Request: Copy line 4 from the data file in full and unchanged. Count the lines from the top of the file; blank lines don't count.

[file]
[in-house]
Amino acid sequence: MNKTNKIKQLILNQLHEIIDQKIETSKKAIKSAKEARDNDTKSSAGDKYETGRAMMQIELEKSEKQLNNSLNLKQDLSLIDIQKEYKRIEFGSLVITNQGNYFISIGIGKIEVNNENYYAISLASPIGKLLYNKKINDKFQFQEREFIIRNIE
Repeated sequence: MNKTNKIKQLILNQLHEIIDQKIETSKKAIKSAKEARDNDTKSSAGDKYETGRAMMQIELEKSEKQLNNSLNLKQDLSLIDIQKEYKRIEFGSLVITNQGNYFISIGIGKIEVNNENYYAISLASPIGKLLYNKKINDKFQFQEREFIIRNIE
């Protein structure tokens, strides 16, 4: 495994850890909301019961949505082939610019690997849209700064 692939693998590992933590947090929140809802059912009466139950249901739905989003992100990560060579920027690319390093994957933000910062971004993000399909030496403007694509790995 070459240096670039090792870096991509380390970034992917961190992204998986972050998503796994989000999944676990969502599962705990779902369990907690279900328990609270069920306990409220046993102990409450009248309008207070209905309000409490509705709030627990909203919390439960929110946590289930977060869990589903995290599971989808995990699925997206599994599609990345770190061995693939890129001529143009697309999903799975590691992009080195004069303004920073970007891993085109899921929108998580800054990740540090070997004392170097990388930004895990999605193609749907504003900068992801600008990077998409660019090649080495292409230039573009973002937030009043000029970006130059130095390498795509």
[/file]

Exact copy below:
């Protein structure tokens, strides 16, 4: 495994850890909301019961949505082939610019690997849209700064 692939693998590992933590947090929140809802059912009466139950249901739905989003992100990560060579920027690319390093994957933000910062971004993000399909030496403007694509790995 070459240096670039090792870096991509380390970034992917961190992204998986972050998503796994989000999944676990969502599962705990779902369990907690279900328990609270069920306990409220046993102990409450009248309008207070209905309000409490509705709030627990909203919390439960929110946590289930977060869990589903995290599971989808995990699925997206599994599609990345770190061995693939890129001529143009697309999903799975590691992009080195004069303004920073970007891993085109899921929108998580800054990740540090070997004392170097990388930004895990999605193609749907504003900068992801600008990077998409660019090649080495292409230039573009973002937030009043000029970006130059130095390498795509």